A man was punched in the face until he was bleeding after he asked a group of people in Civic to pick up their litter.
He had been passing through the precinct when he saw the group with cans of alcohol, the ACT Galambany Court heard on Friday (March 31).
He confronted the group and was hit three to four times in the face by 67-year-old Richard Vincent Murray.
The First Nations man from Queensland was highly intoxicated and aggressive at the time.
Murray pleaded guilty to the October 2022 incident, telling the circle sentencing court’s elders he attacked the man because of perceived racial abuse.
“He was talking down to me and I don’t like people talking down to me,” Murray said.
Special Magistrate Anthony Hopkins accepted Murray had perceived he had been racially abused, but didn’t find the alleged abuse had actually happened.
He also accepted that the former stock worker of 18 years had suffered racial abuse throughout his life.
“There is no excuse for retaliating with fists … even if there is racial abuse,” he said.
The court heard Murray had a history of similar convictions and had served time in prison.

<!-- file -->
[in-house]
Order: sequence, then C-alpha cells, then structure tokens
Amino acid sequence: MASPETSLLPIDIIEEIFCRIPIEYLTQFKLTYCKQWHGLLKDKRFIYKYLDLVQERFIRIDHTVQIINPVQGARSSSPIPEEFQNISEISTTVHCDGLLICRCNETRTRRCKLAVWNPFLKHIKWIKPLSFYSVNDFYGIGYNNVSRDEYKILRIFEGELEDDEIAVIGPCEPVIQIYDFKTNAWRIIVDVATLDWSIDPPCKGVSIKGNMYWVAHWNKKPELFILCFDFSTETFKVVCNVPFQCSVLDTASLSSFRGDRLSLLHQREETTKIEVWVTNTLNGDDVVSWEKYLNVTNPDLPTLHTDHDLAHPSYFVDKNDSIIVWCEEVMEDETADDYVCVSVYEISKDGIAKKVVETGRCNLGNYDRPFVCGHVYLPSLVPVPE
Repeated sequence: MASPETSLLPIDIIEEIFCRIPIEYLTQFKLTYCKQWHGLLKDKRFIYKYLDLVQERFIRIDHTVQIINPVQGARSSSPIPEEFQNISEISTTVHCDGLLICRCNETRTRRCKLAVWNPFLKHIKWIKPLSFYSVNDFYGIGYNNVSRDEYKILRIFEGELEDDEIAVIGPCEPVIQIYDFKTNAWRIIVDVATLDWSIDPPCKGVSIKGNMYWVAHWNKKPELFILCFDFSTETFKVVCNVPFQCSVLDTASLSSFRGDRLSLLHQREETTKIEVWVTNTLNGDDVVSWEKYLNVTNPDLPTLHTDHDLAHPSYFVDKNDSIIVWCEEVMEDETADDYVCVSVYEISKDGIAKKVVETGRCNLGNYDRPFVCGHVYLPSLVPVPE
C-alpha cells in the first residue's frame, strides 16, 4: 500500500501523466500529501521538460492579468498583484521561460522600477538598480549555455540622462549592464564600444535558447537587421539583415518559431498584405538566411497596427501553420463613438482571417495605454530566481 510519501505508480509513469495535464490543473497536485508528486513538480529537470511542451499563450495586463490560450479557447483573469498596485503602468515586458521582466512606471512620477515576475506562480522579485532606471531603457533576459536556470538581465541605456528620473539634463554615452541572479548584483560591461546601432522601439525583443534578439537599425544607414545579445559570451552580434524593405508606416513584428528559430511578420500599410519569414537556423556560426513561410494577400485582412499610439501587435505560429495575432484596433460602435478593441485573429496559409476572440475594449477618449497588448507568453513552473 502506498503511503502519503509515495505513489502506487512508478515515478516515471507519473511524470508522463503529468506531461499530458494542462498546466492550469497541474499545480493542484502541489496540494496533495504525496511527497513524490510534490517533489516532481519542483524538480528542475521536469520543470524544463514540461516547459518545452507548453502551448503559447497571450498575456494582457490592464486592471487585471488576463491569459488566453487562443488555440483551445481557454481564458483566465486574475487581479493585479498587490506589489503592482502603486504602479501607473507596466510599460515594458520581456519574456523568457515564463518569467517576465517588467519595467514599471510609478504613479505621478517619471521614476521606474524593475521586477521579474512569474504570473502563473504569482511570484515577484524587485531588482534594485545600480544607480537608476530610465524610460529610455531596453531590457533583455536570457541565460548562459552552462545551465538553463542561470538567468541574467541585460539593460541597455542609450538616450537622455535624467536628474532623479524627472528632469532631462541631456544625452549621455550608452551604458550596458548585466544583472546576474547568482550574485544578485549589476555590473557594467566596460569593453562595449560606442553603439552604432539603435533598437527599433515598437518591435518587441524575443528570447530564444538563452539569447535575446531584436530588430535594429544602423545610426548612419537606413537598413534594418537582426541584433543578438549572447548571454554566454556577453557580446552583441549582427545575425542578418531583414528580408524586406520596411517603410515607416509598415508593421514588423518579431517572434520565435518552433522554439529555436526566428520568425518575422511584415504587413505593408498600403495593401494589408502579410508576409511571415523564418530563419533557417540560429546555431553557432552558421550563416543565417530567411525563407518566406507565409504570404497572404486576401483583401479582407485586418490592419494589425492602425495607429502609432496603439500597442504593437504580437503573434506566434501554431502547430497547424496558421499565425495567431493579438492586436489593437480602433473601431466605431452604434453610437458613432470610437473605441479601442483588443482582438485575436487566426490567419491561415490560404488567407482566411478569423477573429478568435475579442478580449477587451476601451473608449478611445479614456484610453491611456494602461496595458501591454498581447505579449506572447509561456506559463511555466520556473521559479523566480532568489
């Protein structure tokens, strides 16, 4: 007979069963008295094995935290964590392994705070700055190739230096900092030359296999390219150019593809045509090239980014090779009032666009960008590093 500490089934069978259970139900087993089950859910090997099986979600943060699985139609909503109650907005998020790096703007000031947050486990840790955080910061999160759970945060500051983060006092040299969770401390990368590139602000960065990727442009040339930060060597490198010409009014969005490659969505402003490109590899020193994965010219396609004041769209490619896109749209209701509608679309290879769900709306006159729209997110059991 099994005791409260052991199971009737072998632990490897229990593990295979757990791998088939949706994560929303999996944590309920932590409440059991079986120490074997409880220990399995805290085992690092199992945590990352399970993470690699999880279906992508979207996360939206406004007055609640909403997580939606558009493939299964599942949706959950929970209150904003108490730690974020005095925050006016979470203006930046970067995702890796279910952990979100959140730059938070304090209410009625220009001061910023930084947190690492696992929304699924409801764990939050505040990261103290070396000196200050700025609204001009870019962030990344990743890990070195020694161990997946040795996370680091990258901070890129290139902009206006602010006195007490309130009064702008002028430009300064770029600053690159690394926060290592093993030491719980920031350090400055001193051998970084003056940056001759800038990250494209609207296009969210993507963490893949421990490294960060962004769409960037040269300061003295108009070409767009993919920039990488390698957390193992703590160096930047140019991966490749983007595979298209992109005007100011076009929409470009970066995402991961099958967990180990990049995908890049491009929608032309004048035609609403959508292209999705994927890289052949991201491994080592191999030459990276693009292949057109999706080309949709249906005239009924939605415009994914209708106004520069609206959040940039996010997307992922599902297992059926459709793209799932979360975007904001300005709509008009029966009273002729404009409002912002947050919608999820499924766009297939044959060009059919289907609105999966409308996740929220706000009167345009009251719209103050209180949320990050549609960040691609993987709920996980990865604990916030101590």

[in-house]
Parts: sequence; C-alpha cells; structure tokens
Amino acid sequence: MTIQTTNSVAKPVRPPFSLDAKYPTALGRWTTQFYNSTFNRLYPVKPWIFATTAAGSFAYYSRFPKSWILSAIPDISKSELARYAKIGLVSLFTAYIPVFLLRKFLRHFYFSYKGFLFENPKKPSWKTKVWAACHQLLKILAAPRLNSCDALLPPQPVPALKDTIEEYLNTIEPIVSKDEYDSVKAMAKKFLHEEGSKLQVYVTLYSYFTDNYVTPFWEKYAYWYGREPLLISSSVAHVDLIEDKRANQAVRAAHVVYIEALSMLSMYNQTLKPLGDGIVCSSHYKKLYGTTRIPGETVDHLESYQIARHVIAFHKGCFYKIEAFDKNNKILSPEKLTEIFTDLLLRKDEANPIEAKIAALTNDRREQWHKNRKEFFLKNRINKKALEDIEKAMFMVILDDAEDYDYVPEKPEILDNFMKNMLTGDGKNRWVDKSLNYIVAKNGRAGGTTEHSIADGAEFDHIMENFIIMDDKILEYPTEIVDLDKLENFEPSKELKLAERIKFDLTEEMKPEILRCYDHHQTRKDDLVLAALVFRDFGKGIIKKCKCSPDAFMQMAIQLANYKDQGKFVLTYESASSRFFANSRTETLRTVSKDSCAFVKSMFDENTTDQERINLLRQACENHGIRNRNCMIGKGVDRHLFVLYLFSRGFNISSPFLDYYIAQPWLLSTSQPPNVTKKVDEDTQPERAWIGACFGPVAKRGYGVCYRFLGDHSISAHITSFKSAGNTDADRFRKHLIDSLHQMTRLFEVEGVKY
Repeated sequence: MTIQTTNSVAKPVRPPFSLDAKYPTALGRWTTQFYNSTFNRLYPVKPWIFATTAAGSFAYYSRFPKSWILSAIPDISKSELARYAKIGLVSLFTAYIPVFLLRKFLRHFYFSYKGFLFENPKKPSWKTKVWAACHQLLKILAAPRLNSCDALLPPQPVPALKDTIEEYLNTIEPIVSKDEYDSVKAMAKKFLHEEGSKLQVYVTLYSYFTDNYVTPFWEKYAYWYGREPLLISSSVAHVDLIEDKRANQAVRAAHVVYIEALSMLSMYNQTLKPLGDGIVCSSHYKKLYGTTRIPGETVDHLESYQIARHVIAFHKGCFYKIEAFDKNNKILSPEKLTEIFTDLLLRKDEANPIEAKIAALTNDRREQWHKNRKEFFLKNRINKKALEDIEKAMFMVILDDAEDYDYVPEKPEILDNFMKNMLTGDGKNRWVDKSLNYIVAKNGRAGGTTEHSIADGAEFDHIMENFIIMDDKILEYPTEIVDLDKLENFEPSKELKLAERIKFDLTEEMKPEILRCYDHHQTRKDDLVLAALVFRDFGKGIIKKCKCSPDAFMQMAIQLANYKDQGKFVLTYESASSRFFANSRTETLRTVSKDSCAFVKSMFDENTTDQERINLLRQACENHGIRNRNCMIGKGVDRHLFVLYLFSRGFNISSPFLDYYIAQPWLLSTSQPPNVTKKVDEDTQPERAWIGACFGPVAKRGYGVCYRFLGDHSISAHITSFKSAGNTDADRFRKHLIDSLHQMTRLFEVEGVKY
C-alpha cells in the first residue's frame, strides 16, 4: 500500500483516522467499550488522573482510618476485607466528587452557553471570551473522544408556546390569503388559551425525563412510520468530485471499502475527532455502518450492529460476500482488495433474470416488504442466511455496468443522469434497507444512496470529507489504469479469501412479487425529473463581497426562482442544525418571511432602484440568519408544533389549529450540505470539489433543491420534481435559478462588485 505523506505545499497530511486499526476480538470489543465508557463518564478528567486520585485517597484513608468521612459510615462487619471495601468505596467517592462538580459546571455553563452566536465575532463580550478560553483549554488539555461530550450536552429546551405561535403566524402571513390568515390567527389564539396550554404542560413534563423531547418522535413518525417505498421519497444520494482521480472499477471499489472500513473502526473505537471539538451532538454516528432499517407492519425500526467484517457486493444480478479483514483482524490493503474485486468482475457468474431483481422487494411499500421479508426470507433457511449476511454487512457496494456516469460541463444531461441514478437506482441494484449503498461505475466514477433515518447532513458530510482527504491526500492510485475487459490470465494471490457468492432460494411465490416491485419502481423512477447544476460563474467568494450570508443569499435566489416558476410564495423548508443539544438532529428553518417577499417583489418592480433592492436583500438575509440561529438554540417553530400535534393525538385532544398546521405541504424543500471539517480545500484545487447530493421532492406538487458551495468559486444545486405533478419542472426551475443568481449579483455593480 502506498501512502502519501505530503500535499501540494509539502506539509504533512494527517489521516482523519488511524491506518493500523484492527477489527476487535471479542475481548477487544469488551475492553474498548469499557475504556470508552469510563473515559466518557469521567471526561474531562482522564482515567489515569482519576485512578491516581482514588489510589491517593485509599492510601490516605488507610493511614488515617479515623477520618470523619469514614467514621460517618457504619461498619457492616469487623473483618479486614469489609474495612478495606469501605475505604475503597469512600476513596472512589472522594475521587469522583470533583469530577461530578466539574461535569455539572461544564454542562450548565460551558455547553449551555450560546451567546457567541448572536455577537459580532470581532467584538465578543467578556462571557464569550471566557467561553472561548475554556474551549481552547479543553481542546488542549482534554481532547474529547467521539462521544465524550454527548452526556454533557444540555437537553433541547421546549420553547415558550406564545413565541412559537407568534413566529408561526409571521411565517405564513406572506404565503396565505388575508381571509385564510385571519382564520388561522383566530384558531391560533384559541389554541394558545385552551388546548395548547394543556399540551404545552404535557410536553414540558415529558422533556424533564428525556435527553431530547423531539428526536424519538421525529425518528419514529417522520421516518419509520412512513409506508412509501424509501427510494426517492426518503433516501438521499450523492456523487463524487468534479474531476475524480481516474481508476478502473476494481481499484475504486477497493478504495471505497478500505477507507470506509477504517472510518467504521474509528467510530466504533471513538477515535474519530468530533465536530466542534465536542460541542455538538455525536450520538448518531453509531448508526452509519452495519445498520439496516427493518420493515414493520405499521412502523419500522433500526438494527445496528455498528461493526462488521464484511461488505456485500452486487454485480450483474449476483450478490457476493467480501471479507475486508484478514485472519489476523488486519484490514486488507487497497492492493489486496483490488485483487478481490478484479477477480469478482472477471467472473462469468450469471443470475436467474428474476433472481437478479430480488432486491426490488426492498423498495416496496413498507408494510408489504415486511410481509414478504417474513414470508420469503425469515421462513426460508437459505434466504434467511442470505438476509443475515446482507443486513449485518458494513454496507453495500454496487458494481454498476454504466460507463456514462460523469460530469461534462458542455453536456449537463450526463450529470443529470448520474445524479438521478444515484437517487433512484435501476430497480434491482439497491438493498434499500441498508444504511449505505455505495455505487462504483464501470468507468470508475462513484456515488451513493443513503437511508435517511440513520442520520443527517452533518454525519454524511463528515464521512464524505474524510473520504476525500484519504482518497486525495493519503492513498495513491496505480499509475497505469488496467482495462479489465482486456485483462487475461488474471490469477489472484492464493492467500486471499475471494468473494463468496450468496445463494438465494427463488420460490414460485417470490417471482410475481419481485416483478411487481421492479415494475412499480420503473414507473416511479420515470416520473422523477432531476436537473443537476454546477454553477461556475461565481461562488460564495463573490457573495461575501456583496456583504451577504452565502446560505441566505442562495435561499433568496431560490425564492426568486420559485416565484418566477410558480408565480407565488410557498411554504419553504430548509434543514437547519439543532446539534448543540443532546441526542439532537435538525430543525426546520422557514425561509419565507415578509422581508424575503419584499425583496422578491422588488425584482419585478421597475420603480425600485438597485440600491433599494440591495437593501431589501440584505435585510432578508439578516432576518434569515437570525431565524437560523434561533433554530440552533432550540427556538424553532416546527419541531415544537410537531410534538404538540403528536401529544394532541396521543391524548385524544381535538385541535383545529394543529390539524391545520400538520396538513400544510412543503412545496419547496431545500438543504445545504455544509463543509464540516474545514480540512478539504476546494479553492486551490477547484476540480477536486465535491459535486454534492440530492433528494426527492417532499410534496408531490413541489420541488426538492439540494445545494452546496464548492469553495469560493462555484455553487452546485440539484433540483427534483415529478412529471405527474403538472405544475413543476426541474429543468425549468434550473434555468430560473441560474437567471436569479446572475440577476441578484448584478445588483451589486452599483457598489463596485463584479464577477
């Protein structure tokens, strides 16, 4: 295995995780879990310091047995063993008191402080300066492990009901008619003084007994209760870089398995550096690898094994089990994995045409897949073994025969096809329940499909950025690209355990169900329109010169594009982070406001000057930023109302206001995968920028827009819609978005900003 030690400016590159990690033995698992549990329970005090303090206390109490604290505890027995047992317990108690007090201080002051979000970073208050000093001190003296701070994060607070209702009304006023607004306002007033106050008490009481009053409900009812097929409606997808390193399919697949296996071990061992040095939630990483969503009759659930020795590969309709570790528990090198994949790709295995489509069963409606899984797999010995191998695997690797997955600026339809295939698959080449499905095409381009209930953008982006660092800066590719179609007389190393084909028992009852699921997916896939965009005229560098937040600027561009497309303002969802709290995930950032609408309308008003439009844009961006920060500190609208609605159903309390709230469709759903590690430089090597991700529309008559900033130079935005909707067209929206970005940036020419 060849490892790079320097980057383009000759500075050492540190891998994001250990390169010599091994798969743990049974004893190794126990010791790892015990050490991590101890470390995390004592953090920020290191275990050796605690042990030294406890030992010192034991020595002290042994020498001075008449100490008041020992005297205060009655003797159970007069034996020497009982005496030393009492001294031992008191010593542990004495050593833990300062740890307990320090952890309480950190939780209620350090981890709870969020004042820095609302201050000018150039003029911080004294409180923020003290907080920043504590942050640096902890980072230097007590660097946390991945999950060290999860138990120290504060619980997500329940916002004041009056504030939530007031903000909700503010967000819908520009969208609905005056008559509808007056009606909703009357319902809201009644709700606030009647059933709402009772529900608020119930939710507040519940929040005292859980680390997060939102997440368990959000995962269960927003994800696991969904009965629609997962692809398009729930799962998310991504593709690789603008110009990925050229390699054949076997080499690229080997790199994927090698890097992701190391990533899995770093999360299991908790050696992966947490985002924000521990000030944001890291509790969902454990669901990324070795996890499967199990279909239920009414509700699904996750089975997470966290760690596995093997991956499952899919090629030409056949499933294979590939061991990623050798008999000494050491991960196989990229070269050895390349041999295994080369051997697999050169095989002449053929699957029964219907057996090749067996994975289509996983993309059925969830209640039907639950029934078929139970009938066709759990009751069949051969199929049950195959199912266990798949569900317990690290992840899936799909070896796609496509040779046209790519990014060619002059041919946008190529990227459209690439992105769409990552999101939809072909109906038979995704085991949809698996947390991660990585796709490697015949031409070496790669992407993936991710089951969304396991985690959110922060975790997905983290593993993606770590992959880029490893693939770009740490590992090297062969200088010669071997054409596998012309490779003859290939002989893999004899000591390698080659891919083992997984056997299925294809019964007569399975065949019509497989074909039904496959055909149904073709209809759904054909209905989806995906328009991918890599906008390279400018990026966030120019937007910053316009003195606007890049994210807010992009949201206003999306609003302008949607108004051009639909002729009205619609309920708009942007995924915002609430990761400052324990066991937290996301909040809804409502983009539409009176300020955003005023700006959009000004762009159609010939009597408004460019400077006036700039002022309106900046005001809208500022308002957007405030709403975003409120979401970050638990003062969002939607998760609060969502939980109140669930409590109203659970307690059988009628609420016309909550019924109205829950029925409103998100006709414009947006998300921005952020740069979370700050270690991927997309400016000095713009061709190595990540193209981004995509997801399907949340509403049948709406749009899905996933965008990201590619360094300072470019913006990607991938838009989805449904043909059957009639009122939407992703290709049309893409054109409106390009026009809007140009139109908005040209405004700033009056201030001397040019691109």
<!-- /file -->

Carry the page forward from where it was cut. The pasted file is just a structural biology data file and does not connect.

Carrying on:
However, his last conviction for a violent offence occurred nearly 20 years ago, in 2005.
“When I have grog in me, I get a bit violent,” Murray told the court.
The court heard Murray’s father also drank alcohol in excess and was violent.
Murray said he had been sober for two and a half months, the longest period since 2011.
The court also heard Murray had been seeking professional help for his alcohol consumption.
“I don’t really want to drink, I don’t even feel like it no more,” he told the court.
“If I keep going on the way I’m going, I’ll be right.”
The elders of Galambany Court asked Murray whether he felt remorse for his actions.
“It doesn’t bother me, but it’s something I did and I have to pay for it,” he said.
The prosecutor asked for a prison sentence for the charge of assault occasioning actual bodily harm due to his criminal history.
She argued the assault occurred in the context of a “reasonable request” by a civilian asking him not to litter.
However, Murray’s lawyer argued for a lesser sentence given Murray’s rehabilitation progress and gap in violent offending.
Special Magistrate Hopkins found although Murray was not remorseful, he accepted responsibility for his actions.
Murray was convicted and sentenced to an 18-month good behaviour order.
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